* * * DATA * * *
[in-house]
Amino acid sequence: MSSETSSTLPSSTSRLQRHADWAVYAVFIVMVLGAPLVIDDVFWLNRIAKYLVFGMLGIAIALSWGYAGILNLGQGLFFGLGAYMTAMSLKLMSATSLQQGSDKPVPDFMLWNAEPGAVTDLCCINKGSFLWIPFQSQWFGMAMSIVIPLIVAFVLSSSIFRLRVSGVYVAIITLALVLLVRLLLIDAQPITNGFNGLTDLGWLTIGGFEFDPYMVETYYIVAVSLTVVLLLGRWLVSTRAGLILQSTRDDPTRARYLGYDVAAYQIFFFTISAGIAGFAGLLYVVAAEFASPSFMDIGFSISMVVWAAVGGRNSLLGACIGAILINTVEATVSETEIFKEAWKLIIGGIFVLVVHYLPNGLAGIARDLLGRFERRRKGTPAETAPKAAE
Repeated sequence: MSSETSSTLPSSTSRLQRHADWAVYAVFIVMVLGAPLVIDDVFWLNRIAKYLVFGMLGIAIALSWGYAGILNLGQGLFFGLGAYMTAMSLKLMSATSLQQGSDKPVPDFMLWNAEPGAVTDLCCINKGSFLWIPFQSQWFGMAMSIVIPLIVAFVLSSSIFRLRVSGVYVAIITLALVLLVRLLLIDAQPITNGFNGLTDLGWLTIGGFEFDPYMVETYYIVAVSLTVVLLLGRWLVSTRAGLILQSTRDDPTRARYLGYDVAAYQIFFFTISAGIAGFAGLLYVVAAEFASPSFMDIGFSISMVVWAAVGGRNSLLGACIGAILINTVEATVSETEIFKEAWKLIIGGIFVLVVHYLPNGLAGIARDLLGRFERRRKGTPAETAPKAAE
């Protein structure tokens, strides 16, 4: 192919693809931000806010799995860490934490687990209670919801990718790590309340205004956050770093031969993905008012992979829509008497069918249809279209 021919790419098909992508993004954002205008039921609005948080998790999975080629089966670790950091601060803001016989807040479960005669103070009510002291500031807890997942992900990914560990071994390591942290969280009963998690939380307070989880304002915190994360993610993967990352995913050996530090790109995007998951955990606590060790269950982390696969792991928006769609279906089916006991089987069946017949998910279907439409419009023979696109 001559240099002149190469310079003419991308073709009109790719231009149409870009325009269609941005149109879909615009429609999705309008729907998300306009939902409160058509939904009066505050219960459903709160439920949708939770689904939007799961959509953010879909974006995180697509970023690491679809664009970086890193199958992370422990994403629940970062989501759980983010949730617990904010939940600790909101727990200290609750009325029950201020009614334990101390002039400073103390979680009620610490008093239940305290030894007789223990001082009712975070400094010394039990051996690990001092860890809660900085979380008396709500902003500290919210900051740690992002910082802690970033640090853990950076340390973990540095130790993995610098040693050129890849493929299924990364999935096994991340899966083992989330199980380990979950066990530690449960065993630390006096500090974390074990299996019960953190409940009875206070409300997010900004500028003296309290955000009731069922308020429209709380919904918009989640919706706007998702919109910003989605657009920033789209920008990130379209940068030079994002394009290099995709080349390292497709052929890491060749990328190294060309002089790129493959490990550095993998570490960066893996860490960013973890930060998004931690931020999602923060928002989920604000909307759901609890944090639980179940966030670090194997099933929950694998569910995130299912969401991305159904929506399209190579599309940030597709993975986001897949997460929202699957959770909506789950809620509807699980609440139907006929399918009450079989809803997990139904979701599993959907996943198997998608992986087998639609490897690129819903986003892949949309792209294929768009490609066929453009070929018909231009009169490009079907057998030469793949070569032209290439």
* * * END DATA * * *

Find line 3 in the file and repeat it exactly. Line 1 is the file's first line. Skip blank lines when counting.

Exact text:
Repeated sequence: MSSETSSTLPSSTSRLQRHADWAVYAVFIVMVLGAPLVIDDVFWLNRIAKYLVFGMLGIAIALSWGYAGILNLGQGLFFGLGAYMTAMSLKLMSATSLQQGSDKPVPDFMLWNAEPGAVTDLCCINKGSFLWIPFQSQWFGMAMSIVIPLIVAFVLSSSIFRLRVSGVYVAIITLALVLLVRLLLIDAQPITNGFNGLTDLGWLTIGGFEFDPYMVETYYIVAVSLTVVLLLGRWLVSTRAGLILQSTRDDPTRARYLGYDVAAYQIFFFTISAGIAGFAGLLYVVAAEFASPSFMDIGFSISMVVWAAVGGRNSLLGACIGAILINTVEATVSETEIFKEAWKLIIGGIFVLVVHYLPNGLAGIARDLLGRFERRRKGTPAETAPKAAE